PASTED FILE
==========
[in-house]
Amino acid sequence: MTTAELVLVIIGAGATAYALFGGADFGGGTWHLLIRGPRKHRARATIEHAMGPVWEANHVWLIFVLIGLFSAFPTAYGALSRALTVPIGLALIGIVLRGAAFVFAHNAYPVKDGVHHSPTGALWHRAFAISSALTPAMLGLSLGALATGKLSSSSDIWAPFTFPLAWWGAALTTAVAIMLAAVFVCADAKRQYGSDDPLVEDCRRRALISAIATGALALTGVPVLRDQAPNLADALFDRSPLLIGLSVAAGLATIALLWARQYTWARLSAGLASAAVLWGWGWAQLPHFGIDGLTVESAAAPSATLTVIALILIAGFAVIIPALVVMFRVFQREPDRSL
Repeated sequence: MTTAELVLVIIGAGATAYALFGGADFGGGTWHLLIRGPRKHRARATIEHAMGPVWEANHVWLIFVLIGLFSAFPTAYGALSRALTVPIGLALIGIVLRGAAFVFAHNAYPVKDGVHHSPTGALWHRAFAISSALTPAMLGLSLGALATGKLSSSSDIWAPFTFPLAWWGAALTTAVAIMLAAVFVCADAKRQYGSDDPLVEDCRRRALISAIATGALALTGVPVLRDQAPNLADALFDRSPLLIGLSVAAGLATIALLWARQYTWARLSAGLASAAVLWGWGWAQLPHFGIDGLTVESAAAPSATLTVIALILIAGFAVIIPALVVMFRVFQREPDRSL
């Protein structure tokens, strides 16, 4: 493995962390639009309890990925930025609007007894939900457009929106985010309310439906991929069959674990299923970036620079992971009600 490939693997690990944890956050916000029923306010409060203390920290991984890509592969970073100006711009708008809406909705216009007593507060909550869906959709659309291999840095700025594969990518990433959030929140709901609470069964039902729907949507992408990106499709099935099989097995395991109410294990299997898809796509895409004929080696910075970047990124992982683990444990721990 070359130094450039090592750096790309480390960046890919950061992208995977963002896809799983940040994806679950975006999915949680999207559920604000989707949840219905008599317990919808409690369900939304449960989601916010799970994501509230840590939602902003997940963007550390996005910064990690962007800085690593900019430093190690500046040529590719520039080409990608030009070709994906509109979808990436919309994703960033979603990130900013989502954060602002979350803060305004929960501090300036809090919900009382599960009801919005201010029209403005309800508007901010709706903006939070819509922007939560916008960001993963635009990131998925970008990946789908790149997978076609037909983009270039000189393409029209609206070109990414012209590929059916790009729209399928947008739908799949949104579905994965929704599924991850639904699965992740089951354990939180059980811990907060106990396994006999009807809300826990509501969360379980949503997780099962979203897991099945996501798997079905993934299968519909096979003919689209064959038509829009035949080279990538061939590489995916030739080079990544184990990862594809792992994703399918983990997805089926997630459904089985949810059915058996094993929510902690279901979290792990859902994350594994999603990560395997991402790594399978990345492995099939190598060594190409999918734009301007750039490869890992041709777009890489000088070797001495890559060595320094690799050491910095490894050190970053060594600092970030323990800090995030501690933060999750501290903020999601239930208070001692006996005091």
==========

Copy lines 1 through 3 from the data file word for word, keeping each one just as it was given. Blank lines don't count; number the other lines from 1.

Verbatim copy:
[in-house]
Amino acid sequence: MTTAELVLVIIGAGATAYALFGGADFGGGTWHLLIRGPRKHRARATIEHAMGPVWEANHVWLIFVLIGLFSAFPTAYGALSRALTVPIGLALIGIVLRGAAFVFAHNAYPVKDGVHHSPTGALWHRAFAISSALTPAMLGLSLGALATGKLSSSSDIWAPFTFPLAWWGAALTTAVAIMLAAVFVCADAKRQYGSDDPLVEDCRRRALISAIATGALALTGVPVLRDQAPNLADALFDRSPLLIGLSVAAGLATIALLWARQYTWARLSAGLASAAVLWGWGWAQLPHFGIDGLTVESAAAPSATLTVIALILIAGFAVIIPALVVMFRVFQREPDRSL
Repeated sequence: MTTAELVLVIIGAGATAYALFGGADFGGGTWHLLIRGPRKHRARATIEHAMGPVWEANHVWLIFVLIGLFSAFPTAYGALSRALTVPIGLALIGIVLRGAAFVFAHNAYPVKDGVHHSPTGALWHRAFAISSALTPAMLGLSLGALATGKLSSSSDIWAPFTFPLAWWGAALTTAVAIMLAAVFVCADAKRQYGSDDPLVEDCRRRALISAIATGALALTGVPVLRDQAPNLADALFDRSPLLIGLSVAAGLATIALLWARQYTWARLSAGLASAAVLWGWGWAQLPHFGIDGLTVESAAAPSATLTVIALILIAGFAVIIPALVVMFRVFQREPDRSL